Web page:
A clue may lie in Assad's relationship with the fanatical Islamists whose guns once did his dirty work in Lebanon. They may have forced his hand regarding Hariri due to the former Prime Minister's non—sectarian approach to the muddle that is Lebanese politics.
Rafik Hariri was a much—respected political figure. He favored giving women and young people the vote, as well as reconciling with Lebanon's Christian minority. Although a Shia Muslim by birth, he had a knack for drawing support from all segements of Lebanese society. Two events may have sealed the former Prime Minister's fate. On January 31st, Hariri met with the Pope in Rome, an event obviously opposed by the Islamists who saw the meeting as confirmation that Hariri was cozying up to the Christian minority. Then, the very next day Hariri gave an interview to the Lebanon Daily Star in which he said he was 'not concerned with sectarian issues' and was friends with everyone.
This may have been the last straw for the radical Islamic terrorists who are very concerned with sectarian issues, wanting more than anything else to have Shar'ia law govern the country. Assad may have felt that he had little choice, especially since Hariri's opposition to an extension of President Lahoud's term would have complicated the political situation enormously. Under pressure from the international community Syria had granted Lebanon the right to have parliamentary elections in June. With Hariri a logical choice for the opposition to rally around, Assad may have forseen what occurred anyway; instead of the usual fractured sectarian muddle, a powerful, united opposition emerged and is in the process of sweeping away Lahoud and his henchmen.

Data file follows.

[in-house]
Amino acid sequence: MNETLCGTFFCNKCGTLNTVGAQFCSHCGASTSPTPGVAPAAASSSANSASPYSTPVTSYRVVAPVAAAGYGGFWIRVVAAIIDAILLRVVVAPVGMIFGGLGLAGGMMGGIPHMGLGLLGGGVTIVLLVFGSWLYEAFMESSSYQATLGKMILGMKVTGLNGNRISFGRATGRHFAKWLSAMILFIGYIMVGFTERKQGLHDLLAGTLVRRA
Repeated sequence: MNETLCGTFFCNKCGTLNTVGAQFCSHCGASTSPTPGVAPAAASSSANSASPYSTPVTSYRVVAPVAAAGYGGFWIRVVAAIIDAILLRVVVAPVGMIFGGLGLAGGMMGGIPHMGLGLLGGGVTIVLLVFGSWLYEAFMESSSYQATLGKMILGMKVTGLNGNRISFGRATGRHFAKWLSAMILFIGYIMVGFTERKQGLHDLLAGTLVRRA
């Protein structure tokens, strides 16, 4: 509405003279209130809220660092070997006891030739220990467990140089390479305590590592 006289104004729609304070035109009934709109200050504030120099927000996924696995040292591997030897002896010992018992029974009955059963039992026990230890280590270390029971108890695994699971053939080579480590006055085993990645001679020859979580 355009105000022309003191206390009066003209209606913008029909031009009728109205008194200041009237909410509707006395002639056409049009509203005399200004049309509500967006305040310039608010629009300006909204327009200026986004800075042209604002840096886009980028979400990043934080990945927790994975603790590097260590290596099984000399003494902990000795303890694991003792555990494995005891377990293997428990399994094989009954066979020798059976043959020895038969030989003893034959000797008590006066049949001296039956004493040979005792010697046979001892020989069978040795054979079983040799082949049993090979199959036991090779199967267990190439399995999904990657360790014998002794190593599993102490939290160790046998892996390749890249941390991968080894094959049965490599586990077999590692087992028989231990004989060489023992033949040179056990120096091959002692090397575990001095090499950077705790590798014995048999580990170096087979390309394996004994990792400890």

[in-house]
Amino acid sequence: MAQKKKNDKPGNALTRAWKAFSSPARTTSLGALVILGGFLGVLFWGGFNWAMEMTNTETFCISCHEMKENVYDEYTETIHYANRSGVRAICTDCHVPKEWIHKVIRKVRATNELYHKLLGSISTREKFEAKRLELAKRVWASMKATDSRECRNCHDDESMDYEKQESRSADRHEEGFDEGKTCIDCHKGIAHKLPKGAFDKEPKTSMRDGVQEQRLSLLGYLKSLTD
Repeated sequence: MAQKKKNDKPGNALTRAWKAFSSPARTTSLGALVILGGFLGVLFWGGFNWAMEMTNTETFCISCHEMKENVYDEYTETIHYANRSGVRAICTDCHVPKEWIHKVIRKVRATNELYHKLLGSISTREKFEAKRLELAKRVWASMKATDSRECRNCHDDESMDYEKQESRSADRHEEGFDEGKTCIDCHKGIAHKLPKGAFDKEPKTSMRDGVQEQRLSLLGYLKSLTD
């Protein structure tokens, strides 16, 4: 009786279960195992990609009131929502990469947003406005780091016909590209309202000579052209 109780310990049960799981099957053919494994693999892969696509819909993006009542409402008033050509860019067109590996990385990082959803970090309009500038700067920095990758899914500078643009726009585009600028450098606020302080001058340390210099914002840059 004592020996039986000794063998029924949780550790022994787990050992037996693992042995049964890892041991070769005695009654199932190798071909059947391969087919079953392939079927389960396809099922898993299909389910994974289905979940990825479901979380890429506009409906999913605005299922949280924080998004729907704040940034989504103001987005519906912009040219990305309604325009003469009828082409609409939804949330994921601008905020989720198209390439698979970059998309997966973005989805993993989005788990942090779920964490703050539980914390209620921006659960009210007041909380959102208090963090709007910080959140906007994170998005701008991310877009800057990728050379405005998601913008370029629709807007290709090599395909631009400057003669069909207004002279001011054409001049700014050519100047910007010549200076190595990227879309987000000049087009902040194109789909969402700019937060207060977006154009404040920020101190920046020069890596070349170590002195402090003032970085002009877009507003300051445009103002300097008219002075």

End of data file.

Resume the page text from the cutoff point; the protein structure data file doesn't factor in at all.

A second U.N. report on Lebanon is expected next week. It will focus on the implementation of Resolution 1559, which calls for the end of Syria's meddling in Lebanon and the disbanding of armed groups that are tied to Syria. This would include the terrorist organization Hizballah, whose militia has so far refused to disarm. This has caused problems for the United States because Hizballah may be considered a terrorist organization by the State Department, but the Lebanese people just elected two dozen of its members to parliament. There have been some proposals to incorporate the militia into the regular Lebanese army, but that has been so far rejected by Hassan Nasrallah, Hizballah's senior political leader. However, Nasrallah has shown some flexibility in the matter and a compromise may still be reached.
The assassination of Rafiq Hariri was a Syrian blunder of monumental proportions. It has isolated Syria from most of the international community. It has placed Syria in a much weaker military position in the Middle East. And it has placed the rule of Bashar Assad himself in danger. On top of all that, the act of assassinating Hariri failed to achieve the desired result, and indeed had the opposite effect: it united the Lebanese opposition who, with the courage of and determination of the Lebanese people, kicked the Syrians out of Lebanon for good.
Rick Moran is a frequent contributor and is proprietor of the blog Right Wing Nuthouse.